With the emergence of occupational science, there has been renewed interest in the health benefits of occupational engagement and a call for more research into the occupational nature of humans. Engaging in occupations is known to have a positive effect on an individual's health and sense of wellbeing. A common feature of people with schizophrenia, however, is a decrease in volition and a reduction in the occupations performed. This study explored some of the influences on occupational engagement for people with schizophrenia living in the community. A qualitative approach was chosen, using semi-structured interviews. Four male and four female participants, aged 23 to 49 years, described the influences on their occupational engagement. Content analysis, primarily using coding and memoing, was employed to categorise the data. Four main themes emerged: health, routine, external factors and internal factors. Some specific factors identified within these themes were medication, daily schedules, staff, family, work, self-concept and challenges. The implications of the results are discussed, with particular reference to assisting occupational therapists to enable clients with schizophrenia to engage more successfully in occupations.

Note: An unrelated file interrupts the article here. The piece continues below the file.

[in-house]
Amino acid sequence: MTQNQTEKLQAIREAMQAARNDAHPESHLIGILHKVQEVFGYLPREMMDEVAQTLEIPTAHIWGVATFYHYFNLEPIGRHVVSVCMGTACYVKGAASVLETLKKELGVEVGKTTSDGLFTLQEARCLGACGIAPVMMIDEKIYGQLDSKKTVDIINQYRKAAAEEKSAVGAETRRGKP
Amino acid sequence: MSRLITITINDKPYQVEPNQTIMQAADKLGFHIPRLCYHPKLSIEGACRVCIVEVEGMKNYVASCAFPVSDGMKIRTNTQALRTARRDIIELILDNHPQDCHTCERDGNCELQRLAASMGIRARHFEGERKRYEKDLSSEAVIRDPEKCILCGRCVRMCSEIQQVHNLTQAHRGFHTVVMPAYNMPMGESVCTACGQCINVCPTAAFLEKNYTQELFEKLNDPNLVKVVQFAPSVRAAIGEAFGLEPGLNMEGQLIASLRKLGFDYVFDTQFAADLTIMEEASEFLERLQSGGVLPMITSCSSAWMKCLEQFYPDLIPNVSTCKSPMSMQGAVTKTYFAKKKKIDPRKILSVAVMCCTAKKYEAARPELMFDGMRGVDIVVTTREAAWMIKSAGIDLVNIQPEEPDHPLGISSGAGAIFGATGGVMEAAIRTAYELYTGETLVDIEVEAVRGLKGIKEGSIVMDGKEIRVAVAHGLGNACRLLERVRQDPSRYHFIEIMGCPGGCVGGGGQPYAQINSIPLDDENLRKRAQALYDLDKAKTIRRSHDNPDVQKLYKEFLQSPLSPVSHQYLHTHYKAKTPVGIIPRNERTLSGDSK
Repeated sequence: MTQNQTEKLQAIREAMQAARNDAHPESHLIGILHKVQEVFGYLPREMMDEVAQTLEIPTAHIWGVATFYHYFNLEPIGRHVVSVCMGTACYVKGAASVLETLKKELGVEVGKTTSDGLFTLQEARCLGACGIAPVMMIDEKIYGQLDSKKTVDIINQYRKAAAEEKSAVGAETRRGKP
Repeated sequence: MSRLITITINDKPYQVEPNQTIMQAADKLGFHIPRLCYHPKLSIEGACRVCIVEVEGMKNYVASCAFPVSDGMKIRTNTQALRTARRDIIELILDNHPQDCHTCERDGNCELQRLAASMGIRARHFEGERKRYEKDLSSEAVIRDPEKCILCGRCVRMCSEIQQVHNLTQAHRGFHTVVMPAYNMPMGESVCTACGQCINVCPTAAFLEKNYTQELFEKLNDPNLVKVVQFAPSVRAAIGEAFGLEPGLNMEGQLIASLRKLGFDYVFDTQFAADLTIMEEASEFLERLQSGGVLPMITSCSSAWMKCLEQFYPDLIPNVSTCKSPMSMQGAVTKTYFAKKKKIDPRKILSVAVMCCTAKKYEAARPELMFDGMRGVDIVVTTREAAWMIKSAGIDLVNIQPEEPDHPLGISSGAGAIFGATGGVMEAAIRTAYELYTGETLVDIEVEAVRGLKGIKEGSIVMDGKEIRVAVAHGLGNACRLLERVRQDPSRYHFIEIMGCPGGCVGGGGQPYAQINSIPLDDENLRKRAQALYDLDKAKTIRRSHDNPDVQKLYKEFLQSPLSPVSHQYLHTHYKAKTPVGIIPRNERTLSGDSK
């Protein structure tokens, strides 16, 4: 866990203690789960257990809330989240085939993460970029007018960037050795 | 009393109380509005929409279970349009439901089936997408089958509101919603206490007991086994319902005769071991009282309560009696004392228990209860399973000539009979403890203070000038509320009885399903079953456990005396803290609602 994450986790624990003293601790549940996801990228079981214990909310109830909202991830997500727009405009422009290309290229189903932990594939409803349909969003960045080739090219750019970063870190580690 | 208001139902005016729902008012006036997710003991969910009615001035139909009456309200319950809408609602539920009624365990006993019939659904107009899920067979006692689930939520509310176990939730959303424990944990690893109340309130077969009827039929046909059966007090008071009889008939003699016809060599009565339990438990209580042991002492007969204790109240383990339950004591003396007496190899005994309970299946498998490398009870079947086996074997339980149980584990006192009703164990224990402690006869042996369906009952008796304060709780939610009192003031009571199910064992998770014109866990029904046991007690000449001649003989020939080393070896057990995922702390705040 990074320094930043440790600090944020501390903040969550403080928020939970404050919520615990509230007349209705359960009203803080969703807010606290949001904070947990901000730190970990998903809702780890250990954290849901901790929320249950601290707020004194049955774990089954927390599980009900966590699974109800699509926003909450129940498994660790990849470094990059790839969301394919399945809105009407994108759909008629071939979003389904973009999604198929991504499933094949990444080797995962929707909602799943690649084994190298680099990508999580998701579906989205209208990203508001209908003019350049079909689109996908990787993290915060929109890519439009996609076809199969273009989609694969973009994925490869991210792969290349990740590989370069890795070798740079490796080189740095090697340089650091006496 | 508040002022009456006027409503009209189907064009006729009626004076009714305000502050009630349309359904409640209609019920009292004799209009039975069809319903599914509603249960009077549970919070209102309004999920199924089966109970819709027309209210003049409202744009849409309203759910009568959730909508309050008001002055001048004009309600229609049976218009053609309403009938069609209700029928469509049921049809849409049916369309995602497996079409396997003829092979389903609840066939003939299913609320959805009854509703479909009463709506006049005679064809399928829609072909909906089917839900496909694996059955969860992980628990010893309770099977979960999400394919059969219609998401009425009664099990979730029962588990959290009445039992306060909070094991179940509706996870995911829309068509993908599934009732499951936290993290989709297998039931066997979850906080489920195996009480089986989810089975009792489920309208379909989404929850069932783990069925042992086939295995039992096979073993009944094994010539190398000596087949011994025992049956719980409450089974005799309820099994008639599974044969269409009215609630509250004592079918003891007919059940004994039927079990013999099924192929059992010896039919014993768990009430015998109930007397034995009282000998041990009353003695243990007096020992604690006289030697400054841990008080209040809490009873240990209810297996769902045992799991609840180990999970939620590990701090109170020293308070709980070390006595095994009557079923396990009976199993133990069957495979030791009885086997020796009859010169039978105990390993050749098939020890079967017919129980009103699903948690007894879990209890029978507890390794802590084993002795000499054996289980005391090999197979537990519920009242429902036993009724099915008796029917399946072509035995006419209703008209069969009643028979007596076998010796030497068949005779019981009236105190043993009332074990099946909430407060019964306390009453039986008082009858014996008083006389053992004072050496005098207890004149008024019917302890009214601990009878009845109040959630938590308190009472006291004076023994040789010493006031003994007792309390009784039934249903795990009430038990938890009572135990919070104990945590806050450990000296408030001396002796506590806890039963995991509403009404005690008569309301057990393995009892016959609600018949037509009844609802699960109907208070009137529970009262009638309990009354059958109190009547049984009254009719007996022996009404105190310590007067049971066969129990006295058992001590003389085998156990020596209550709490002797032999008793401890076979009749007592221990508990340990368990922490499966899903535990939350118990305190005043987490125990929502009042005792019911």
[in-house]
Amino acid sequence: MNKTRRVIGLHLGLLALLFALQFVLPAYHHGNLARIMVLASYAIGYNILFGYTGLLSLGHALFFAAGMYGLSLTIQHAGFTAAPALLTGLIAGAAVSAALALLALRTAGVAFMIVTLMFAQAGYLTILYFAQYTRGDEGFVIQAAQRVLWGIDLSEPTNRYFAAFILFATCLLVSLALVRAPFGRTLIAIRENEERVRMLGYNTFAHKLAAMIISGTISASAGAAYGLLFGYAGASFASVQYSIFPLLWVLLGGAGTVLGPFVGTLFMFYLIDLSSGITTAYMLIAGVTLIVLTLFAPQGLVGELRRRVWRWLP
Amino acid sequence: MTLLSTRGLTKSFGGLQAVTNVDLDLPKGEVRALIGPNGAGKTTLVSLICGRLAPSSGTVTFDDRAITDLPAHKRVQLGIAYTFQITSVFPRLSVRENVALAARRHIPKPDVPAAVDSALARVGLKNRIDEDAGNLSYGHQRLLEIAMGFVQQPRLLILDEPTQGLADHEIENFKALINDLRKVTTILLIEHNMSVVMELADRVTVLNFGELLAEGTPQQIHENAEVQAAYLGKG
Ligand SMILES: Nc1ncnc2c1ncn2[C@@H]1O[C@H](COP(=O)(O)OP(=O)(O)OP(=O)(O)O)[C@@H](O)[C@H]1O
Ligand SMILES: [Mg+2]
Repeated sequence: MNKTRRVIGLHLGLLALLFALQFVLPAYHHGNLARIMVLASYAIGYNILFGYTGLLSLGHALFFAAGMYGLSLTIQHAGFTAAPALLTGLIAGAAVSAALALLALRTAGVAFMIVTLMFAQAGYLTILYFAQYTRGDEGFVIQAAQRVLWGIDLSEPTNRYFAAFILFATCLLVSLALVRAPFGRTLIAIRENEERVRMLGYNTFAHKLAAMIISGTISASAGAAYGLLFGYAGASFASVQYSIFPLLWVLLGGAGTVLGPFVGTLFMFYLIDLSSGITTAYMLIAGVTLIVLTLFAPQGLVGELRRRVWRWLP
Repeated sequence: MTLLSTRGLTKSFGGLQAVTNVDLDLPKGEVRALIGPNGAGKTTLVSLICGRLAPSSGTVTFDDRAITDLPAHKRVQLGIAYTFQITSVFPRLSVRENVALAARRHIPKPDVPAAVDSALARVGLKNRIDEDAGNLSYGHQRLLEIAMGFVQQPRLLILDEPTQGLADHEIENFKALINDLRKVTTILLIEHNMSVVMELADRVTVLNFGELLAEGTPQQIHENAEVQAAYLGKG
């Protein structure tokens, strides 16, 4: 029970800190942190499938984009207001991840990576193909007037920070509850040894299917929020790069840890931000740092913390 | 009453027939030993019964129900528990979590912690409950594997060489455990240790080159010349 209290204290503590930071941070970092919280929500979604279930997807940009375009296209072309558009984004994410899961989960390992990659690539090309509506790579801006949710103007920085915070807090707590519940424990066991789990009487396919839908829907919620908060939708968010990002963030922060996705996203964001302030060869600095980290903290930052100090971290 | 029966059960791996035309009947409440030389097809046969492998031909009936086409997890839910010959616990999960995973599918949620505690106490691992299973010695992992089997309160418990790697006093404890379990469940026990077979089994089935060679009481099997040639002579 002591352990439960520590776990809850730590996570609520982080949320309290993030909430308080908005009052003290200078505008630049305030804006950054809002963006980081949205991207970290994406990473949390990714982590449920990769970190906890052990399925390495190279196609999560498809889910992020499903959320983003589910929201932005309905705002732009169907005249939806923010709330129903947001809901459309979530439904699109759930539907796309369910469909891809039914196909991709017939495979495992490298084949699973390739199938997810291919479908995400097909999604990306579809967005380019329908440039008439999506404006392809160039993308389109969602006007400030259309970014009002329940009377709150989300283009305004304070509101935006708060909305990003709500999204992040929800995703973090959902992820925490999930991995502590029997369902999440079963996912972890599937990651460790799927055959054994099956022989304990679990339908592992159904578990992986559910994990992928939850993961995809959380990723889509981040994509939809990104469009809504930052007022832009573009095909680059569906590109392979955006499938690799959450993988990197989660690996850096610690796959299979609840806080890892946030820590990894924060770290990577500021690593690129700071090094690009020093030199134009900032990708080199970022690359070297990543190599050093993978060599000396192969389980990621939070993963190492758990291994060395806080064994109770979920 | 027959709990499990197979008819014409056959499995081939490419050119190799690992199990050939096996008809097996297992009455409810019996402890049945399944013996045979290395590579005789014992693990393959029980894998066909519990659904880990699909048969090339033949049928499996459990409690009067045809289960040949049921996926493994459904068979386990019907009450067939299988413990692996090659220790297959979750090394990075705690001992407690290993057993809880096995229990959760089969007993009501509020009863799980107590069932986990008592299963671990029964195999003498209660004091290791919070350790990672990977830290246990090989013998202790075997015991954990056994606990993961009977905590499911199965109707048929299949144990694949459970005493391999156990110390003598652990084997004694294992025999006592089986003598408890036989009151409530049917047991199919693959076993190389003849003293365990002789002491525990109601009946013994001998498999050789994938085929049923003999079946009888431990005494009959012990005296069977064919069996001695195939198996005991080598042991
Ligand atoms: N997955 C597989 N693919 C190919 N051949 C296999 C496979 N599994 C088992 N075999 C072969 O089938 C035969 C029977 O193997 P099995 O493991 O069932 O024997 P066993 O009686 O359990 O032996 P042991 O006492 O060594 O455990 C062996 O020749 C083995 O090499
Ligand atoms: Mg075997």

Document Type: Research Article
Publication date: February 1, 2002
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The British Journal of Occupational Therapy (BJOT) is the official journal of the College of Occupational Therapists. Its purpose is to publish articles relevant to theory, practice, research, education and management in occupational therapy internationally.
BJOT publishes research articles, critical reviews, practice analyses, opinion pieces, editorials, letters to the editor, book reviews and an annual index. Please refer to the author's guide at http://www.cot.co.uk/british-journal-bjot/british-journal-occupational-therapy
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